It's a war out there in the trenches of physician practice billing, say billing managers and consultants.
And the rules for conducting that war have grown ever more complex.
Enter two veterans of the billing battlefields, Scott Williams and Elizabeth Woodcock, who met while managing the billing offices of the University of Virginia's 400-physician clinic, the Health Services Foundation.
Williams, 37, now directs Duke University's Private Diagnostic Clinic, a 900-physician practice in Durham, N.C.
Woodcock, 30, is director of knowledge management at Physicians Practice, a practice management publisher, and is an Atlanta-based independent consultant with MGMA Health Care Consulting Group.
Their session, titled "Benchmarking the Billing Office," will be held at 3: 45 p.m. on Monday, Oct. 16.
"Just in the last five years physicians have really had to fight with insurance companies to get paid," Woodcock says. "It is a war. Five years ago physician billing was an interesting subject that nobody paid attention to. But now it's a huge deal because it takes so many resources."
Williams describes the "nuts and bolts" session as a way for billing managers to explore the latest industry survey information and compare their performance, priorities and spending.
Williams and Woodcock say insurers operate under different eligibility rules, employing various software systems with numerous standards for reimbursement, all of which must be understood and mastered by billing departments.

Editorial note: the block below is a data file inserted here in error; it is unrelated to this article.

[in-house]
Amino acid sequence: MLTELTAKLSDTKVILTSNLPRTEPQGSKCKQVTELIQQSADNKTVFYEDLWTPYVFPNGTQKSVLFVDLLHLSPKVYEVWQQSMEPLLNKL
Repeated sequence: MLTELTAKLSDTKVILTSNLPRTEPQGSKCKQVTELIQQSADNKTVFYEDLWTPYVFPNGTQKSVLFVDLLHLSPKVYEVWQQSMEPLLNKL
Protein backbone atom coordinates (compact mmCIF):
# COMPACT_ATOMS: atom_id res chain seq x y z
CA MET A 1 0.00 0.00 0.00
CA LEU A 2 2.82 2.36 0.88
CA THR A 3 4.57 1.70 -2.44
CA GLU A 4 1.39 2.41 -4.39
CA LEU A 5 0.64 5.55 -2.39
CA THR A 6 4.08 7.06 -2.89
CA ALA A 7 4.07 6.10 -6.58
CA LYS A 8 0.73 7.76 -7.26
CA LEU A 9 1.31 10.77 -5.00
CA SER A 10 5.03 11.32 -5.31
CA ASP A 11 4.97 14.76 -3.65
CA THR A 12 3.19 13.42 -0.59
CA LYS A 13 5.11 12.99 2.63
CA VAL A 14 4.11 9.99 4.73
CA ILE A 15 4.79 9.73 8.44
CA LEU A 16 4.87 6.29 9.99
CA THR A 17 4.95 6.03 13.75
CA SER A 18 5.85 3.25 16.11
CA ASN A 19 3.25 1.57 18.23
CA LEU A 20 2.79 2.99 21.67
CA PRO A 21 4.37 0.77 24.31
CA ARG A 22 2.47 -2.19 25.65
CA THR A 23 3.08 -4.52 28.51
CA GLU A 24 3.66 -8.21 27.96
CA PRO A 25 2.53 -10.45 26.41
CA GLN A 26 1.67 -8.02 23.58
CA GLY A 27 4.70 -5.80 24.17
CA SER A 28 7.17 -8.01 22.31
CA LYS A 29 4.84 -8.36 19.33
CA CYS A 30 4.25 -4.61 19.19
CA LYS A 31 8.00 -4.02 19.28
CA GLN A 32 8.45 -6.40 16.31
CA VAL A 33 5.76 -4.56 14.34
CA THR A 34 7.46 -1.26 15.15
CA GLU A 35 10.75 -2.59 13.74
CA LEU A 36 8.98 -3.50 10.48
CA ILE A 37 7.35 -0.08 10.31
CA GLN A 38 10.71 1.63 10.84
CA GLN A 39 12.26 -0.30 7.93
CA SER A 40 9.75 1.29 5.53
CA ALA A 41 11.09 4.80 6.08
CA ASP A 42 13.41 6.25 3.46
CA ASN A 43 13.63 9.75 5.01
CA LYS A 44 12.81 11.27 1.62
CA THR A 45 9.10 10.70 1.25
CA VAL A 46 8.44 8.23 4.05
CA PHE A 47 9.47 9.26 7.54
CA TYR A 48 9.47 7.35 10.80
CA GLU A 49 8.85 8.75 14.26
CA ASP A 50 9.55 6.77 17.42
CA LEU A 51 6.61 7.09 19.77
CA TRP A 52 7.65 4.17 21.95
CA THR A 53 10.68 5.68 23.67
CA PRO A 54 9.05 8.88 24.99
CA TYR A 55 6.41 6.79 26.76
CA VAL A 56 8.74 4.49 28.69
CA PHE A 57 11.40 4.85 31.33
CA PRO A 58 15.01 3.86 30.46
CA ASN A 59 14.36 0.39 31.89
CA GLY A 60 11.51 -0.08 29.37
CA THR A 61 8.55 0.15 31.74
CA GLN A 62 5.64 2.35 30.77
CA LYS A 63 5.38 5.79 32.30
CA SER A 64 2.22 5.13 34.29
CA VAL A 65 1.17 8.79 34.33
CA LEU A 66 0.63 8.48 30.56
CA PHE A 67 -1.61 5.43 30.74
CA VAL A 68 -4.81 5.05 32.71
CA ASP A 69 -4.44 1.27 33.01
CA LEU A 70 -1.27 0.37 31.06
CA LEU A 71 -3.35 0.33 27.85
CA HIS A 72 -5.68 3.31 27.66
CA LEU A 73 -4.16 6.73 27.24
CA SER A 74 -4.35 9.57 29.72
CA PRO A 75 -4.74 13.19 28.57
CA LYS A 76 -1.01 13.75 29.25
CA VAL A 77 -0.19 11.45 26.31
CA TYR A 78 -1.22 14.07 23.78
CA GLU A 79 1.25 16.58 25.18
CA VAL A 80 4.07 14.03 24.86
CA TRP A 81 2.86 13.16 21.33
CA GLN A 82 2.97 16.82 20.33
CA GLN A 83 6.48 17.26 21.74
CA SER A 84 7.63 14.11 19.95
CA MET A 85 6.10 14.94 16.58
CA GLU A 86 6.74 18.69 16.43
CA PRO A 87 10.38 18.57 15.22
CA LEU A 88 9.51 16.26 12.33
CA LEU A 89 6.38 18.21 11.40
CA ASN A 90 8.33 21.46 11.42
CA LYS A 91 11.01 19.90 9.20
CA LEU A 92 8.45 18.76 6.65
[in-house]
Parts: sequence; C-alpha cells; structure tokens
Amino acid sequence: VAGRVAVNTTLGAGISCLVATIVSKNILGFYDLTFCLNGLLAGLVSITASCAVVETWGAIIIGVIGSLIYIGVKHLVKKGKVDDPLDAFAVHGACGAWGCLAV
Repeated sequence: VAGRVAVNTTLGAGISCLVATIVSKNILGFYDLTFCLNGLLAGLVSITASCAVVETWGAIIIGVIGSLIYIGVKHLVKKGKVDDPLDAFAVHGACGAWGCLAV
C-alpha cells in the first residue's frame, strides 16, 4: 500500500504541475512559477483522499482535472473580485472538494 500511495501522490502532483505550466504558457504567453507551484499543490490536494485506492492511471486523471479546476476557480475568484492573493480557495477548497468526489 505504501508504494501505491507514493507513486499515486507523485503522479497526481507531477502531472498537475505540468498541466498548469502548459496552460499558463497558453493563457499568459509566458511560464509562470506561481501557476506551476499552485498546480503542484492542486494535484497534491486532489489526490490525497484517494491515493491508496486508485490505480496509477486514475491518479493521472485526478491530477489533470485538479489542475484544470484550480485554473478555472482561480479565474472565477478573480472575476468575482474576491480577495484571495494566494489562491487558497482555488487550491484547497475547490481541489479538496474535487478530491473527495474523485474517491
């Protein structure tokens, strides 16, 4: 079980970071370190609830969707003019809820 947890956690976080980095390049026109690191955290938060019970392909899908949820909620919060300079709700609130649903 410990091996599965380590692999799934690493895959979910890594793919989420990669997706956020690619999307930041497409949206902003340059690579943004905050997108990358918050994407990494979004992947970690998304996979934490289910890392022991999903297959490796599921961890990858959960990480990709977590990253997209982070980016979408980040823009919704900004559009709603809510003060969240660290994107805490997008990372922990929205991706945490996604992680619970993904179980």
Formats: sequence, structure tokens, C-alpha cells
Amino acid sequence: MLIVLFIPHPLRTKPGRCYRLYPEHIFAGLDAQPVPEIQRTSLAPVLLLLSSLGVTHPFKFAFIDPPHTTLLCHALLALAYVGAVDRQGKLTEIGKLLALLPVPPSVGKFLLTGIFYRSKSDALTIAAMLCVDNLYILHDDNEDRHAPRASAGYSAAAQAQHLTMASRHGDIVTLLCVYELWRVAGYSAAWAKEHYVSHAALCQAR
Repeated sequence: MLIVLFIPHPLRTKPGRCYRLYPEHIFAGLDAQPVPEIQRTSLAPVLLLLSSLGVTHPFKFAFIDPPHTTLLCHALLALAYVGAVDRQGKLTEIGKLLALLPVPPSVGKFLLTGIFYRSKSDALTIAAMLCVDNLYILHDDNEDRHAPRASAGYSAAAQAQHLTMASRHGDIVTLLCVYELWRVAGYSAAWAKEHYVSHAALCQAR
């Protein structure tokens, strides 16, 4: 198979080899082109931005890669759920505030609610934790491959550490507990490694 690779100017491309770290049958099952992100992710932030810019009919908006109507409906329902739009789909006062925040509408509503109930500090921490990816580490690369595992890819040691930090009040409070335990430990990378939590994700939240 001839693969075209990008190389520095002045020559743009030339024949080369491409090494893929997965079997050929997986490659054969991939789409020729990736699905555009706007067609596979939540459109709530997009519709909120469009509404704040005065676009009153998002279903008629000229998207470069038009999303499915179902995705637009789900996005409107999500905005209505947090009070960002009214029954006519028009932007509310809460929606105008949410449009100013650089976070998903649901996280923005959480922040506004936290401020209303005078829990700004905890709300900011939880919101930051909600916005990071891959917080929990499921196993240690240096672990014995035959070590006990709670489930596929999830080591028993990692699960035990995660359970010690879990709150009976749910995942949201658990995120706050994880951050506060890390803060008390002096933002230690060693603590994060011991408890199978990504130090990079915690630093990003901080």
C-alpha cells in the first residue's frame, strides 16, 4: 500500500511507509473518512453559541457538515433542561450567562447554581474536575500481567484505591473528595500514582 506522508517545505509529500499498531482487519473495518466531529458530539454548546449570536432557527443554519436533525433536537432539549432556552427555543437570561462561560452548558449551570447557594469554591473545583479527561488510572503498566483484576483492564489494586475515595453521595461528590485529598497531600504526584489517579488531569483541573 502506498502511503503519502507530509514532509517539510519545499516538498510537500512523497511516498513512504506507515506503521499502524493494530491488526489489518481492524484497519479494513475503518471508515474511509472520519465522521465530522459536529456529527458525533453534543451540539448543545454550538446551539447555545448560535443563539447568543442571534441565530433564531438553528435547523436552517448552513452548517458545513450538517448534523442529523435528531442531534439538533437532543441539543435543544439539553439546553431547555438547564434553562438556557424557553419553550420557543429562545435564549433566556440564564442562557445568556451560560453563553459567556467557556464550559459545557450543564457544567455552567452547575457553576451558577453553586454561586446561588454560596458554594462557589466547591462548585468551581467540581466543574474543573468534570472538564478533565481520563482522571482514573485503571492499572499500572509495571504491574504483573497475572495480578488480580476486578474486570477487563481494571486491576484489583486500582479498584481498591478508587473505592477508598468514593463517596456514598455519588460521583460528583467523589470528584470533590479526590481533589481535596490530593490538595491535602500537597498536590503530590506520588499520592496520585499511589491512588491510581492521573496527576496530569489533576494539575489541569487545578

They say federal regulators are increasingly scrutinizing the billing practices of large physician groups even as billing managers are struggling to decide on which of the many technological advances in billing systems they can afford.
Williams says doctors often ask him how many people they need to do billing properly and how much they should be paid. Physicians also want to know the kinds of overall costs they should expect.
For two years, the duo have done a survey of physician practice billing managers to elicit answers to those questions and provide some hard data.
"We hope those attending go away with a feel for the average costs and staffing levels of billing components of physician offices," Williams explains.
He says at past MGMA sessions he and Woodcock have focused on large academic physician practices of 300 or more doctors, but this year they will examine private practices of between 30 and 200 physicians.
"Billing has become so much more complex because of managed care that more providers are spending greater portions of revenues on billing," he says. "The survey is designed to let people know where they fit in."
Woodcock, a Duke University graduate who earned her MBA in healthcare administration at the Wharton School of Business at the University of Pennsylvania, says she and Williams found there were many studies relating to nursing staffing in physician offices.
"But few looked at billing processes there," she says, pointing out that an average of 4% of surgeons' revenue are spent on billing, while emergency physicians may spent up to 12% of their revenue on processing claims.
"That's a big chunk of your money. There was nowhere for billing managers to turn to get an idea of how they compare to other offices. The information just doesn't exist."